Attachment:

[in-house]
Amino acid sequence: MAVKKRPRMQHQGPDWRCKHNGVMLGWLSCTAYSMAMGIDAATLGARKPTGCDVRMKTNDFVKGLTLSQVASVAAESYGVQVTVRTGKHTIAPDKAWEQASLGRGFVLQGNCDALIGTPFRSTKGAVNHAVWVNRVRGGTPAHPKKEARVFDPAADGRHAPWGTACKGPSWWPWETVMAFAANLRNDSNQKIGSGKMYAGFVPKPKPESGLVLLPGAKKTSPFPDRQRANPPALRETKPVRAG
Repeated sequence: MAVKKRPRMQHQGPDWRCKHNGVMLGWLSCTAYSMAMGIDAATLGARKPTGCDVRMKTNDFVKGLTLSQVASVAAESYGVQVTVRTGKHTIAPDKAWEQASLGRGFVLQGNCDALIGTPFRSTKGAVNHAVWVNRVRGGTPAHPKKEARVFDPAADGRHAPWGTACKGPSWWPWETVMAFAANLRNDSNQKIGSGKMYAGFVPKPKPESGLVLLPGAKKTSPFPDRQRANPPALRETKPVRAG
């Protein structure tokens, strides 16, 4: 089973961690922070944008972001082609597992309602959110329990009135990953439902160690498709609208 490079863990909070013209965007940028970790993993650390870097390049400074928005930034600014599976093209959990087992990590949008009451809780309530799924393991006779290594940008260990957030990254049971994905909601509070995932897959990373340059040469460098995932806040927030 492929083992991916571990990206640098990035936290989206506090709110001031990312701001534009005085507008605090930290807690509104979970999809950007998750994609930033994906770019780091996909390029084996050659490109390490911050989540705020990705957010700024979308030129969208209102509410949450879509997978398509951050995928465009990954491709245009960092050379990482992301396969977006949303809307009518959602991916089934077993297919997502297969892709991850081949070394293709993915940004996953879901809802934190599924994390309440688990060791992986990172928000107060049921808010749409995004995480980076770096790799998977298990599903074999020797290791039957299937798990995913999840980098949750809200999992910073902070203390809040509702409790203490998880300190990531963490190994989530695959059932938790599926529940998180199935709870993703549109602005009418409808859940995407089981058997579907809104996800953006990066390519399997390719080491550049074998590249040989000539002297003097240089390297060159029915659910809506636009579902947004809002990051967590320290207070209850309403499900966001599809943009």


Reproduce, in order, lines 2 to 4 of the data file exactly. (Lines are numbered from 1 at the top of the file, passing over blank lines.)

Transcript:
Amino acid sequence: MAVKKRPRMQHQGPDWRCKHNGVMLGWLSCTAYSMAMGIDAATLGARKPTGCDVRMKTNDFVKGLTLSQVASVAAESYGVQVTVRTGKHTIAPDKAWEQASLGRGFVLQGNCDALIGTPFRSTKGAVNHAVWVNRVRGGTPAHPKKEARVFDPAADGRHAPWGTACKGPSWWPWETVMAFAANLRNDSNQKIGSGKMYAGFVPKPKPESGLVLLPGAKKTSPFPDRQRANPPALRETKPVRAG
Repeated sequence: MAVKKRPRMQHQGPDWRCKHNGVMLGWLSCTAYSMAMGIDAATLGARKPTGCDVRMKTNDFVKGLTLSQVASVAAESYGVQVTVRTGKHTIAPDKAWEQASLGRGFVLQGNCDALIGTPFRSTKGAVNHAVWVNRVRGGTPAHPKKEARVFDPAADGRHAPWGTACKGPSWWPWETVMAFAANLRNDSNQKIGSGKMYAGFVPKPKPESGLVLLPGAKKTSPFPDRQRANPPALRETKPVRAG
């Protein structure tokens, strides 16, 4: 089973961690922070944008972001082609597992309602959110329990009135990953439902160690498709609208 490079863990909070013209965007940028970790993993650390870097390049400074928005930034600014599976093209959990087992990590949008009451809780309530799924393991006779290594940008260990957030990254049971994905909601509070995932897959990373340059040469460098995932806040927030 492929083992991916571990990206640098990035936290989206506090709110001031990312701001534009005085507008605090930290807690509104979970999809950007998750994609930033994906770019780091996909390029084996050659490109390490911050989540705020990705957010700024979308030129969208209102509410949450879509997978398509951050995928465009990954491709245009960092050379990482992301396969977006949303809307009518959602991916089934077993297919997502297969892709991850081949070394293709993915940004996953879901809802934190599924994390309440688990060791992986990172928000107060049921808010749409995004995480980076770096790799998977298990599903074999020797290791039957299937798990995913999840980098949750809200999992910073902070203390809040509702409790203490998880300190990531963490190994989530695959059932938790599926529940998180199935709870993703549109602005009418409808859940995407089981058997579907809104996800953006990066390519399997390719080491550049074998590249040989000539002297003097240089390297060159029915659910809506636009579902947004809002990051967590320290207070209850309403499900966001599809943009």